Judicial independence is ensured in the Constitution of the United States of America in the following ways :
The federal judges may be removed only by impeachment and conviction of treason, bribery, or other high crimes Judicial impeachments are conducted by the House of Representatives and require conviction by the Senate. They are very rare. The process is deliberately difficult, to guard against judges being impeached for political reasons.
Article III of the Constitution further ensures that compensation for federal judges “shall not be diminished during their continuance in office.” Neither Congress nor public opinion can “punish” a judge for an unpopular decision by threatening his paycheck. With an assured salary and permanent tenure in a respected office, judges have no real incentive to abuse authority so they are much more likely to discharge their duties faithfully.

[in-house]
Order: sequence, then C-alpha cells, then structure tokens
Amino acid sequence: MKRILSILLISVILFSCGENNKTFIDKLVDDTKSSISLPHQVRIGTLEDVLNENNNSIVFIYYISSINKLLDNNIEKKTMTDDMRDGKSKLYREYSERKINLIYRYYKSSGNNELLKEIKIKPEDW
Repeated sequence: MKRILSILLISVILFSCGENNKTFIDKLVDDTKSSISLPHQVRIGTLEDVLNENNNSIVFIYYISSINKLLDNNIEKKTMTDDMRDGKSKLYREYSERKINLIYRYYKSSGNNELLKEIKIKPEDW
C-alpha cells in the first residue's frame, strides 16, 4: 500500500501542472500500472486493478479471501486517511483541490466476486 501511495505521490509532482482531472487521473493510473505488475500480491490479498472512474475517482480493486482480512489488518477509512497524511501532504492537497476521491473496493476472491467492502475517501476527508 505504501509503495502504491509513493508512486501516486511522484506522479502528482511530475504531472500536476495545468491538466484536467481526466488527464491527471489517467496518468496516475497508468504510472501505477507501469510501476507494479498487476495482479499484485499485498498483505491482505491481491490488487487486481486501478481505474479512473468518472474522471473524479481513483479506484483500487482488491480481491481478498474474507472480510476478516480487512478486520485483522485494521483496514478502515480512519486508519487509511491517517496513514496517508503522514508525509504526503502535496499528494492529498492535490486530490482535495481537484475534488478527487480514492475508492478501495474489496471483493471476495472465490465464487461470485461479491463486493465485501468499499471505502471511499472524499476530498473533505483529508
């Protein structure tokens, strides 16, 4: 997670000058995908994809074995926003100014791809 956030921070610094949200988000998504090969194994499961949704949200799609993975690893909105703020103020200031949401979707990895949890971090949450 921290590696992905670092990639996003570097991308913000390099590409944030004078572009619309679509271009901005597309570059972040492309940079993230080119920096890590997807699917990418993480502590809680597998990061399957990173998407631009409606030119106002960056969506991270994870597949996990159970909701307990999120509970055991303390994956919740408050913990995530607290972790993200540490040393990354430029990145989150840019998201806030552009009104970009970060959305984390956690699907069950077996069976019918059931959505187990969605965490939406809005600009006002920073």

Judicial independence is also enhanced by the selection process for federal judges. Federal judges are appointed by the president when vacancies occur. They must be confirmed by a majority vote in the Senate before taking office. Presidential appointments of judges leave a visible and important legacy, so presidents carefully consider those whom they select based on certain criteria presidents' reputation, judicial record, experience, ideology, loyalty, etc.